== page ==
In any meeting between a client and a creative agency it’s only a matter of time before phrases like ‘telling the story’ or ‘establishing a clear narrative’ come up. Given that we may be discussing a relatively straightforward marketing campaign or report that can seem a bit OTT. After all – whether the client is providing complex legal advice to global corporations or manufacturing gromits – it shouldn’t take Charles Dickens to describe it.

For the answer to this apparent mismatch I turn to Dr Who and his tardis. Or more precisely to the man who re-invented the good Doctor for the modern age, legendary scriptwriter Russell T Davies. As a fledgling Coronation Street storyliner I once had the pleasure of working with him and took every opportunity to soak up his wise words. “The Queen dies and then the King dies – that is a series of events’, he said, “But if the Queen dies and then the King dies of a broken heart, that is a story”. What he means is that in his second example the events are linked by cause: one happens because of the other.

So, jumping in the tardis and going back to our annual report for a gromit manufacturer… In January the market for their goods improves, in February they open a new sales office and in April they introduce a new apprenticeship scheme. That’s good news all round. But it doesn’t tell you that the events were any more than a happy coincidence. If we say instead that ‘because of better market conditions we increased production, recruited a new sales team to sell the extra goods and set up an apprenticeship scheme to train the staff we’ll need to make even more gromits in the future’, it shows that the management has a plan. Just as in our King and Queen example, by linking cause and effect we have turned events into story and by doing so demonstrated a strategy. In fact the two have a lot in common. Both story and strategy bring actions together into a cohesive, compelling narrative.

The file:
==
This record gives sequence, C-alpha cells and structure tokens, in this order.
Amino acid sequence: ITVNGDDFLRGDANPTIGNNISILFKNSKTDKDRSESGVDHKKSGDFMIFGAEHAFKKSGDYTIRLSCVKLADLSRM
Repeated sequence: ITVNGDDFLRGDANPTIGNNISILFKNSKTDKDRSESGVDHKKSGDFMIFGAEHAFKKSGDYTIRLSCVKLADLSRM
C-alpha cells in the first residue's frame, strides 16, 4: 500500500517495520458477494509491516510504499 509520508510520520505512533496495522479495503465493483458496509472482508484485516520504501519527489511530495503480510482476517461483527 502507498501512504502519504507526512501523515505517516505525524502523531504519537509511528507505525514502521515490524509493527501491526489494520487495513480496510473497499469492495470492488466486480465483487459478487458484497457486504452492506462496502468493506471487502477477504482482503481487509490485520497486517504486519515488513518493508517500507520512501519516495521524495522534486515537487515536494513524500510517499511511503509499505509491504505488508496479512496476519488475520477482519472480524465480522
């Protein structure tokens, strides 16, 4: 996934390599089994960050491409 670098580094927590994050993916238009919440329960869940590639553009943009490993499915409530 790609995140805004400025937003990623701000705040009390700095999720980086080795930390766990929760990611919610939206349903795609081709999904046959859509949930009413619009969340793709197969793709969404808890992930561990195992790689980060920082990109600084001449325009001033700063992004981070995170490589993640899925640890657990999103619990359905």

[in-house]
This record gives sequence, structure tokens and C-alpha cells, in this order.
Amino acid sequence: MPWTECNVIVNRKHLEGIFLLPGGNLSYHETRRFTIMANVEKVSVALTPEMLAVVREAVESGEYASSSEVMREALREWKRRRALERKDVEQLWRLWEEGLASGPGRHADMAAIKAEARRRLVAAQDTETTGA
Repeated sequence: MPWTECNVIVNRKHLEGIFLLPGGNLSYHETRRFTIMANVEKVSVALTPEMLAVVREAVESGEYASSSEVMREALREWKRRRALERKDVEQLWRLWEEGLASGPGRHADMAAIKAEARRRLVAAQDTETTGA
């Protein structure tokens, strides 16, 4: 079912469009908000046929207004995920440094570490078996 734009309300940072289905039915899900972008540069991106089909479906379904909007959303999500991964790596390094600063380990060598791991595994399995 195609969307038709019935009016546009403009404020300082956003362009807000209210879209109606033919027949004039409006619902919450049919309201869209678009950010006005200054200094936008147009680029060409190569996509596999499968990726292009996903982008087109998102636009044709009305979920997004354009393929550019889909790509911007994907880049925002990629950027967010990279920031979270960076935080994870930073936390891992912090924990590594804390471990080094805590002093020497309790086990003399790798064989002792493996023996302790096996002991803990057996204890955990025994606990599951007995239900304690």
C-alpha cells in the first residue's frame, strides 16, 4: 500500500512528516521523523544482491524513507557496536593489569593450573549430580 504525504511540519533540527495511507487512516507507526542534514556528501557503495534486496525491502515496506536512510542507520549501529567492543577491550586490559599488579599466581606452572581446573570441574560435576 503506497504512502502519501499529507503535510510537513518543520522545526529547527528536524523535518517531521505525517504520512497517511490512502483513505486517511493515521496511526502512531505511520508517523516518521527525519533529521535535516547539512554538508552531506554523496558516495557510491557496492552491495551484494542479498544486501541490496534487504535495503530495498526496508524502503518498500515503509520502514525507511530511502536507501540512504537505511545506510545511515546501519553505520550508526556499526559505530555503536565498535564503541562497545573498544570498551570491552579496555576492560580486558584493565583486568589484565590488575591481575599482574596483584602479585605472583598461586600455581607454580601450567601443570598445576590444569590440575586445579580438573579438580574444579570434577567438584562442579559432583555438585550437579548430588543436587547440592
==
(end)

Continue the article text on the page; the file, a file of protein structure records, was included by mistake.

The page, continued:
There are many other story techniques that can be applied in the corporate world. I’ll focus on just two. The first is the need, no matter how complex the plot, to have a simple motif that runs through it like the proverbial stick of rock. As well as being what the whole film is ‘about’, it will permeate individual scenes, characters and shots. This can be applied to the commercial world: identify the key purpose of your business and make sure it is on every page, whether that’s through a strapline, a blog, a well-chosen image or in the wider strategy. The second and final point to focus on here is dialectic, often in the form of opposing forces struggling for dominance. In a film, that may be the battle between youth and age, innocence and experience, good and evil. In business, any leader will be well aware of the need to manage opposing forces like profit and loss, supply and demand, opportunity and risk, disruption and stability. The tale of how you manage this, or help your clients to do so, should be at the heart of your communications.

And make sure your piece ends properly or the reader can be left hang…